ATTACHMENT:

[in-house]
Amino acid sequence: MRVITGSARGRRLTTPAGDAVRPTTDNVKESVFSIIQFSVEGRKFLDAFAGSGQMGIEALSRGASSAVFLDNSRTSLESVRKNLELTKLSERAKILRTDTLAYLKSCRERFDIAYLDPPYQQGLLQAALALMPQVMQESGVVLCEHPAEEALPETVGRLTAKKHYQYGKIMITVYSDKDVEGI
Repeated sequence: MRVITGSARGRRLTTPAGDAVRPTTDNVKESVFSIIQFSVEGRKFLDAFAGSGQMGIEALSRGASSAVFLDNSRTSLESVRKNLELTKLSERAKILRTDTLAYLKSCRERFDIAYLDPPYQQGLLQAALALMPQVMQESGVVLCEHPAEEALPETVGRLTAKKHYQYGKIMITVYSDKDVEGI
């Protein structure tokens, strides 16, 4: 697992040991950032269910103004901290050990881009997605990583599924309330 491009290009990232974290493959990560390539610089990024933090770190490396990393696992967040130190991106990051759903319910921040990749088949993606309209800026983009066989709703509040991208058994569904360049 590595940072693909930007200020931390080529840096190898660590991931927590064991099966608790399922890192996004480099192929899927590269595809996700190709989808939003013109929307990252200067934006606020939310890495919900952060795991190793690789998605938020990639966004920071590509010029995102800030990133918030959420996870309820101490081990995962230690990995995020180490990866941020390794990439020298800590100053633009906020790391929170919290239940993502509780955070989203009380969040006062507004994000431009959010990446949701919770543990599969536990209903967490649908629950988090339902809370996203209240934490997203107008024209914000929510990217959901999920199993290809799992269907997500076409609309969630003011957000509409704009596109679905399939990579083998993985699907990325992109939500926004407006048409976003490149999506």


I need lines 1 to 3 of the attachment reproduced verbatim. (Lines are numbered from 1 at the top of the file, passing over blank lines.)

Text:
[in-house]
Amino acid sequence: MRVITGSARGRRLTTPAGDAVRPTTDNVKESVFSIIQFSVEGRKFLDAFAGSGQMGIEALSRGASSAVFLDNSRTSLESVRKNLELTKLSERAKILRTDTLAYLKSCRERFDIAYLDPPYQQGLLQAALALMPQVMQESGVVLCEHPAEEALPETVGRLTAKKHYQYGKIMITVYSDKDVEGI
Repeated sequence: MRVITGSARGRRLTTPAGDAVRPTTDNVKESVFSIIQFSVEGRKFLDAFAGSGQMGIEALSRGASSAVFLDNSRTSLESVRKNLELTKLSERAKILRTDTLAYLKSCRERFDIAYLDPPYQQGLLQAALALMPQVMQESGVVLCEHPAEEALPETVGRLTAKKHYQYGKIMITVYSDKDVEGI